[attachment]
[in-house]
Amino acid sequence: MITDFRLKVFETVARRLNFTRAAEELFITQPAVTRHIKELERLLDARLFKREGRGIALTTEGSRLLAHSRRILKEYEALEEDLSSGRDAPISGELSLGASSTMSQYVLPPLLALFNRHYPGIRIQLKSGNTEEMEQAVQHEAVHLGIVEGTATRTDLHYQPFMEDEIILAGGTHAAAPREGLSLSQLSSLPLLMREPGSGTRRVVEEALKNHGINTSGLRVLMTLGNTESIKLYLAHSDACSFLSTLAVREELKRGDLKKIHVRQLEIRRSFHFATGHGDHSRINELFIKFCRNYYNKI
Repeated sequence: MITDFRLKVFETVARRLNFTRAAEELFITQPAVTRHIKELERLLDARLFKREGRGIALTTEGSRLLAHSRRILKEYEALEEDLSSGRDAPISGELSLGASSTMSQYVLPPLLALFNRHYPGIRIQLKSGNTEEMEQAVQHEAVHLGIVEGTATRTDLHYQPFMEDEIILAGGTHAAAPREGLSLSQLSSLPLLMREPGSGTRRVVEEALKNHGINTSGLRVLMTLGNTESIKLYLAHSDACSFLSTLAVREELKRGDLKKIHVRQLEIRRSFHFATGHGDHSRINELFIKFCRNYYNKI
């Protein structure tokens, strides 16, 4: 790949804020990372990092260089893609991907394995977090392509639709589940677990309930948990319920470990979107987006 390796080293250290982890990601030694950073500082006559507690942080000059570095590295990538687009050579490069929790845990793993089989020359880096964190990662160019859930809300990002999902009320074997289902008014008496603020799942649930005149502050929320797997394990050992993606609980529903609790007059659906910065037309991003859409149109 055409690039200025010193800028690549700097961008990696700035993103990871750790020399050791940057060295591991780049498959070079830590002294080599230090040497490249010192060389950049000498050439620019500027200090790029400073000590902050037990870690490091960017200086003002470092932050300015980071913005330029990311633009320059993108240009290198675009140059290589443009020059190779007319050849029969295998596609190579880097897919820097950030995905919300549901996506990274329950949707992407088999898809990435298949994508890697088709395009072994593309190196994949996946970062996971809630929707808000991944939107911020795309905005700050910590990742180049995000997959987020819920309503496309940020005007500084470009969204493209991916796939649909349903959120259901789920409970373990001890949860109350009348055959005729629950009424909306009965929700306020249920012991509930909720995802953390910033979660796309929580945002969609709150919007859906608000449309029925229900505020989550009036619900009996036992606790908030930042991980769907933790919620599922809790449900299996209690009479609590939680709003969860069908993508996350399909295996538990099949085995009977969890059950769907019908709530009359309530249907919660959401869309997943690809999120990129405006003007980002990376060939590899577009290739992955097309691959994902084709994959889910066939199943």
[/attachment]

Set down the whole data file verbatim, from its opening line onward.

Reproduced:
[in-house]
Amino acid sequence: MITDFRLKVFETVARRLNFTRAAEELFITQPAVTRHIKELERLLDARLFKREGRGIALTTEGSRLLAHSRRILKEYEALEEDLSSGRDAPISGELSLGASSTMSQYVLPPLLALFNRHYPGIRIQLKSGNTEEMEQAVQHEAVHLGIVEGTATRTDLHYQPFMEDEIILAGGTHAAAPREGLSLSQLSSLPLLMREPGSGTRRVVEEALKNHGINTSGLRVLMTLGNTESIKLYLAHSDACSFLSTLAVREELKRGDLKKIHVRQLEIRRSFHFATGHGDHSRINELFIKFCRNYYNKI
Repeated sequence: MITDFRLKVFETVARRLNFTRAAEELFITQPAVTRHIKELERLLDARLFKREGRGIALTTEGSRLLAHSRRILKEYEALEEDLSSGRDAPISGELSLGASSTMSQYVLPPLLALFNRHYPGIRIQLKSGNTEEMEQAVQHEAVHLGIVEGTATRTDLHYQPFMEDEIILAGGTHAAAPREGLSLSQLSSLPLLMREPGSGTRRVVEEALKNHGINTSGLRVLMTLGNTESIKLYLAHSDACSFLSTLAVREELKRGDLKKIHVRQLEIRRSFHFATGHGDHSRINELFIKFCRNYYNKI
């Protein structure tokens, strides 16, 4: 790949804020990372990092260089893609991907394995977090392509639709589940677990309930948990319920470990979107987006 390796080293250290982890990601030694950073500082006559507690942080000059570095590295990538687009050579490069929790845990793993089989020359880096964190990662160019859930809300990002999902009320074997289902008014008496603020799942649930005149502050929320797997394990050992993606609980529903609790007059659906910065037309991003859409149109 055409690039200025010193800028690549700097961008990696700035993103990871750790020399050791940057060295591991780049498959070079830590002294080599230090040497490249010192060389950049000498050439620019500027200090790029400073000590902050037990870690490091960017200086003002470092932050300015980071913005330029990311633009320059993108240009290198675009140059290589443009020059190779007319050849029969295998596609190579880097897919820097950030995905919300549901996506990274329950949707992407088999898809990435298949994508890697088709395009072994593309190196994949996946970062996971809630929707808000991944939107911020795309905005700050910590990742180049995000997959987020819920309503496309940020005007500084470009969204493209991916796939649909349903959120259901789920409970373990001890949860109350009348055959005729629950009424909306009965929700306020249920012991509930909720995802953390910033979660796309929580945002969609709150919007859906608000449309029925229900505020989550009036619900009996036992606790908030930042991980769907933790919620599922809790449900299996209690009479609590939680709003969860069908993508996350399909295996538990099949085995009977969890059950769907019908709530009359309530249907919660959401869309997943690809999120990129405006003007980002990376060939590899577009290739992955097309691959994902084709994959889910066939199943």